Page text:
A German lesson
Designing part of Berlin's Ku'damm 101 was a hospitality-project education for Ascan Tesdorpf and Vogt + Weizenegger
Otto Pohl -- Interior Design, 11/1/2003 12:00:00 AM
Now the third most popular tourist destination in Europe—behind only London and Paris—Berlin is unquestionably booming. About 30 high-end hotels have opened in the last four years, and dozens more are scheduled for 2004. While most of the large chains are concentrating on former East Berlin, however, Hotaka is pursuing opportunities farther west.
The company, which already owned three Berlin hotels, recently purchased two adjacent unfinished apartment buildings at number 101 on the Kurfürstendamm, once West Berlin's main shopping street. Hotaka then hired Swiss design firm Kessler + Kessler to develop the Ku'damm 101 concept: a young, hip, and urban hotel at a three-star price. The Swiss, in turn, brought in two young German firms to handle key areas.
Ascan Tesdorpf Architekt took sole responsibility for the interior architecture of the lobby, while Vogt + Weizenegger focused on furniture and fixtures. Ascan Tesdorpf also helped design the breakfast room, seven meeting rooms, and 171 guest rooms, overseen by Kessler + Kessler. For both firms, Ku'damm 101 was a first opportunity to expand into hospitality interiors. (Tesdorpf, an architect, had first branched out into restaurant interiors; Oliver Vogt and Hermann Weizenegger are industrial designers who'd started out with items as varied as towels and porcelain before moving on to contract furniture, an art gallery, and shops.)
It wasn't an easy introduction. Stuck with an existing concrete shell and a ground level filled with load-bearing columns of different shapes and sizes, Ascan Tesdorpf and Vogt + Weizenegger somehow had to produce a stylish hotel lobby. "The space was like a car with five wheels, completely devoid of logic," Tesdorpf remembers. Ultimately, those deficiencies became strengths.
After rounding off the columns to the same size, the team enclosed them in steel frames and stretched off-white spandex over each frame's four hoops. Low-wattage fluorescents, installed inside the fabric, transform the columns into glowing, Isamu Noguchi–esque lamps that set the tone for the entire 3,700-square-foot lobby. Tesdorpf describes the look as "contemporary retro future."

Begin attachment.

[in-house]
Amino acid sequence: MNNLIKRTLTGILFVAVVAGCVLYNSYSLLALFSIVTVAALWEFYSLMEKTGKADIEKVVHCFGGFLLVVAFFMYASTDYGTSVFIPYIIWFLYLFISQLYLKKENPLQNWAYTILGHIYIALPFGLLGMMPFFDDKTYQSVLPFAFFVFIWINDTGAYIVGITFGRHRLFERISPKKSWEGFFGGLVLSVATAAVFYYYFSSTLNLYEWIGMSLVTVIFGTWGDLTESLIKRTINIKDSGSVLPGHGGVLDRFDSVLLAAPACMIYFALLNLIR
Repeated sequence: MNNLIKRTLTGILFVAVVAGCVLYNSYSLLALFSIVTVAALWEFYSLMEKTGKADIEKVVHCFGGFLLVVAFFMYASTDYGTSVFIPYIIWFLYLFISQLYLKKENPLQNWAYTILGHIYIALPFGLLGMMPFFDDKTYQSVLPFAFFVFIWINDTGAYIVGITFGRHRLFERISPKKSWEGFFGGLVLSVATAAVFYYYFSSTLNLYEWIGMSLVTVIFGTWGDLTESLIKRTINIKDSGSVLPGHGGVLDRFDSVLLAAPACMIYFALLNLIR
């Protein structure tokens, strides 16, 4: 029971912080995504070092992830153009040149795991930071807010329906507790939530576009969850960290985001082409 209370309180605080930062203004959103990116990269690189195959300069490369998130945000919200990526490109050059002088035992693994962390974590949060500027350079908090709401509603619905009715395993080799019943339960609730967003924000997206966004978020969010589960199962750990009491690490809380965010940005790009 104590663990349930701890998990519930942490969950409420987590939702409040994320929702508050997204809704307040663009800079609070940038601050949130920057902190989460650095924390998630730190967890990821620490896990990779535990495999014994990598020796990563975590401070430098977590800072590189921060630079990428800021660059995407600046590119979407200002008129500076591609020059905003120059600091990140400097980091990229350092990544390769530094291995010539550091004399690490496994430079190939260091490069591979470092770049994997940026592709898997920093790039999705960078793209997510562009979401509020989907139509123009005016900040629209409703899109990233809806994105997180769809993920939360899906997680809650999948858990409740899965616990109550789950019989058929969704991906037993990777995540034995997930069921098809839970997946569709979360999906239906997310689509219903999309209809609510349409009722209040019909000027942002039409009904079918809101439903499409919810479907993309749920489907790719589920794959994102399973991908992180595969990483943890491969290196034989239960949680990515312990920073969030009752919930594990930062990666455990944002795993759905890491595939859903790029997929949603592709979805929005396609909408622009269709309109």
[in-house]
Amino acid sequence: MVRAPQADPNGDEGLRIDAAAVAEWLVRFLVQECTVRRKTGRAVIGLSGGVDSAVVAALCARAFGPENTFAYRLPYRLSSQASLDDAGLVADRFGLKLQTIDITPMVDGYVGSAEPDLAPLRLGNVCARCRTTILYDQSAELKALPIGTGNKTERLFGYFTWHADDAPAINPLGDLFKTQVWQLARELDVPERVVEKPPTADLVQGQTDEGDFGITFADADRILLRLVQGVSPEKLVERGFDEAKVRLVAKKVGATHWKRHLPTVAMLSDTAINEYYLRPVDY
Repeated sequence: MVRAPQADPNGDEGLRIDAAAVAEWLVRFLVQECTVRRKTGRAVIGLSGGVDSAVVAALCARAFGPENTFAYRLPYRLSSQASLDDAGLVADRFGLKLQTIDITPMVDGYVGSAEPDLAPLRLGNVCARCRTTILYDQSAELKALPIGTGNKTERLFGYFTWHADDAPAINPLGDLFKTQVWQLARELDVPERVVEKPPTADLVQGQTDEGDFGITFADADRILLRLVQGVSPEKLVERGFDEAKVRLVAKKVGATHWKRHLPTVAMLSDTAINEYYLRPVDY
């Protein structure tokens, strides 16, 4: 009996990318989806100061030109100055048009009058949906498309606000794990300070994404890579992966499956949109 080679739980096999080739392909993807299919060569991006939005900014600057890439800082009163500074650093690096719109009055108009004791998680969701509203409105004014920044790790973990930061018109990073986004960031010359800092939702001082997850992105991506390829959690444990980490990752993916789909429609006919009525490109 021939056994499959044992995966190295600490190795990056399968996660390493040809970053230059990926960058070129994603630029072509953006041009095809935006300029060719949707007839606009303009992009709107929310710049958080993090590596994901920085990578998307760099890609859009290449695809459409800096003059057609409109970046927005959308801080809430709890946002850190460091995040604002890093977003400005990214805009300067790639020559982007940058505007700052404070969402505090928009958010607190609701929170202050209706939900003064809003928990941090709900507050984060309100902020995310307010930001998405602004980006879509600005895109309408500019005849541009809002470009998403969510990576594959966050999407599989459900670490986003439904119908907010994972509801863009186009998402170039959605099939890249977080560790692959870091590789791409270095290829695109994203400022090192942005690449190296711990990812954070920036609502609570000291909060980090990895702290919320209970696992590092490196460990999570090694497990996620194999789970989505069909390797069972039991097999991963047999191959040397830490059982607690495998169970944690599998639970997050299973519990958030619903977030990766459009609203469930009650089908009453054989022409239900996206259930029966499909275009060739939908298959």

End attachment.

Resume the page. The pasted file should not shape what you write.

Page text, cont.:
Ribbons of upholstered custom seating encircle the columns and snake across the asphalt tile floor. Walnut furniture unifies separate zones—the lozenge-shape reception desk ties in to the oval bar and a teardrop-shape table in a small adjacent meeting room.
The three principals agreed that the lobby should contrast as much as possible with the compact rectilinearity of the guest rooms. Though Vogt + Weizenegger wasn't involved upstairs, custom case goods continue to play a part: Take the molded-plywood TV cabinet. Wheels give guests the freedom to move it to where they prefer to watch—or out of the way if they don't. Seating includes 1950's-style upholstered swivel chairs.
Collaborating on the guest rooms and overseeing the lobby has indisputably raised Tesdorpf's profile and led to new jobs. He's now working on six interiors projects: four residential and two retail. "It used to be half architecture and half interior design. Now it's almost entirely interior design," he says of his workload.
Ku'damm 101's lobby has similarly yielded new work for Vogt + Weizenegger. "Right now, we're developing a concept for a super-economical guest room for a large hotel chain," Vogt says. "When we've solved that one, we'll be ready to do a whole hotel."